Since Owen goes to “school” year-round, it’s not so much “back to school” as it is “time for a new classroom”. Owen’s daycare is much more of a school setting than a daycare, and we both adore it. He thrives on the culture of learning, the art projects, the social stimulation within regular schedules and routines. I am constantly amazed at what he’s learning in school and they are thrilled with what he’s learning at home. It’s win win.
Yesterday at pickup his new teacher told me that he knows all of his colors in English… and Spanish. I knew he knew them all in English, as we talk about colors a lot, but I had NO IDEA he even knew any words in Spanish. As we were coloring last night I started asking him nonchalantly what color the markers were, and then how do you say that in Spanish? He knew a few and could easily repeat them when I gave him the ones he didn’t know. Apparently I need to brush up on my Spanish so I can continue these “lessons” at home!
Just like school, Owen and his buddies graduate to a new classroom at the beginning of September. This week is transition week, so they start the day in their new classroom with their old teachers, and then halfway through the day the teachers hand-off to the new teachers. It makes for a very easy transition and Owen LOVES his new classroom. Everything seems so BIG to me. The chairs are bigger, tables a little taller. The room is larger to make room for easels and art supplies that are out all the time, with a big cozy corner for book reading and snuggling with teachers as well as sensory tables full of fun things like sand and water and various toys and textural objects. They each have a little locker/cubby with their name on it, and Owen is so proud to show me which one is his every morning and afternoon.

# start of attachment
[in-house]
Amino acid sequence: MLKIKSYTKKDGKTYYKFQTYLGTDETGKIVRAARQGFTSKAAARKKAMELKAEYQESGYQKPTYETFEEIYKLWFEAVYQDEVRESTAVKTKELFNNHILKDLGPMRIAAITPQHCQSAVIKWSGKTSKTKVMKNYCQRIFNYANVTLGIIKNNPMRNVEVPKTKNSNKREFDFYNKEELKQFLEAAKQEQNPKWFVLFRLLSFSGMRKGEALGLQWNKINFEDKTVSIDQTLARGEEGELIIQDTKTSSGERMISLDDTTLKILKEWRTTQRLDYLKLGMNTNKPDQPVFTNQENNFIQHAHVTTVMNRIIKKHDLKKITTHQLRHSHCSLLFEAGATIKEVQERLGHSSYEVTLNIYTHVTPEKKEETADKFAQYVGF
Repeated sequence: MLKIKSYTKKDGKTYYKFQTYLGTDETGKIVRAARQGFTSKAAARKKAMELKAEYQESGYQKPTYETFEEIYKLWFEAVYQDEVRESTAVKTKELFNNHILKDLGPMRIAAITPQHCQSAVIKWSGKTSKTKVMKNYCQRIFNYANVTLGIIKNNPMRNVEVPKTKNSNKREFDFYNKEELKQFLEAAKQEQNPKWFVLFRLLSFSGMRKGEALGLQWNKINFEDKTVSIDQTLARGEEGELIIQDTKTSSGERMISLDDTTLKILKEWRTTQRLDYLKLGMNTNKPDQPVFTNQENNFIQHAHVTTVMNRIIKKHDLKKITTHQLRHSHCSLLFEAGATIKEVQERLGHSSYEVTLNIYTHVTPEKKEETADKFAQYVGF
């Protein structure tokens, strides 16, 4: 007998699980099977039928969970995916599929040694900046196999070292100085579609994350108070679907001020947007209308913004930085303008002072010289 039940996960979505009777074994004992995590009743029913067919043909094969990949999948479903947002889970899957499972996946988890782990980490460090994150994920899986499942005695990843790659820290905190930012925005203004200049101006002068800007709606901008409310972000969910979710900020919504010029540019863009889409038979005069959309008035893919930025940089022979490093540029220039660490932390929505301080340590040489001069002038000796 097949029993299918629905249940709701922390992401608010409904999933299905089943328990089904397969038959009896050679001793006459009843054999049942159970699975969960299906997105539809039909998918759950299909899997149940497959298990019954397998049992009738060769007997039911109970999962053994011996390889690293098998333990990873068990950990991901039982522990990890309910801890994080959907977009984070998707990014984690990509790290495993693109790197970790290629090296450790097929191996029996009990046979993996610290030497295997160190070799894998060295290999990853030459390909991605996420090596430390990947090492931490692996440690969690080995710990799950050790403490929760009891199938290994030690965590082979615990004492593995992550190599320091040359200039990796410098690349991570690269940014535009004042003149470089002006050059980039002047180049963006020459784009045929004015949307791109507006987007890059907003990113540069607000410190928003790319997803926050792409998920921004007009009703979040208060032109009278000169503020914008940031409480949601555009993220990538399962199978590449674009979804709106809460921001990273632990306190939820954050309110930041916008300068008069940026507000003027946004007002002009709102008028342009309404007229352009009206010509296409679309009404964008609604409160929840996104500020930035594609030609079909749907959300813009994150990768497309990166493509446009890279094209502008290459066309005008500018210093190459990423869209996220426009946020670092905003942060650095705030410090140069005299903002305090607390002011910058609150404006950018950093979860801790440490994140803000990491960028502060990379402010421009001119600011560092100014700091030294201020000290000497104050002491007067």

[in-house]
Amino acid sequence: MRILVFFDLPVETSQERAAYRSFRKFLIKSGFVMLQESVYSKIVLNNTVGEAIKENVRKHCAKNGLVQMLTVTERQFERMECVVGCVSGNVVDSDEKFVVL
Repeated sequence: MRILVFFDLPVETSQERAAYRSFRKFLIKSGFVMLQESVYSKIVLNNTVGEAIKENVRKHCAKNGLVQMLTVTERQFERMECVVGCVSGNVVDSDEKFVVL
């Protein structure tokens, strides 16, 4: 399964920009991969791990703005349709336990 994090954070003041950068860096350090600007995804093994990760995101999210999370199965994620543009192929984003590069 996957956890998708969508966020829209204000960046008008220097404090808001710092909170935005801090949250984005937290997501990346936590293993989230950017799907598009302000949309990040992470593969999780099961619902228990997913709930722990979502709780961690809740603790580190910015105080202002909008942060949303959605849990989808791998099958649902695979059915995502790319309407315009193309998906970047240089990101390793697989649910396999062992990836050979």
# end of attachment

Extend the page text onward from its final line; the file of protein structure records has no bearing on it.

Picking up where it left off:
I asked Owen how his first day was in his new classroom. All he kept saying was “I ‘pilled milk all over da table! BIG MESS.”. I told him it was no big deal to spill things and I bet his teachers helped him clean it up. When I asked his teacher about it, they laughed and said “Almost everyone spilled their cups — it was the first day with open cups!”. I knew they had said that by the end of the year, the kids would be using open cups and practicing other self-help skills like getting out their own lunches, throwing away trash and even pouring their own water from a picther (!!!), but I had no idea they meant ON DAY 1.
Apparently they have found that trial by fire and peer pressure are the best ways to help kids figure out the open cup, as well as many other skills they will learn this year (can anyone say POTTY TRAINING? That would be amazing if school could do that for me…). So they give the kids little splashes of milk in open cups every day at lunch and let them go to town. We’ve been practicing with open cups (and this awesome training cup I recently found) at home with water, but I haven’t been brave (stupid?) enough to use milk. Let’s just say Owen hasn’t quite gotten the hang of it yet.
Oh school, I love you.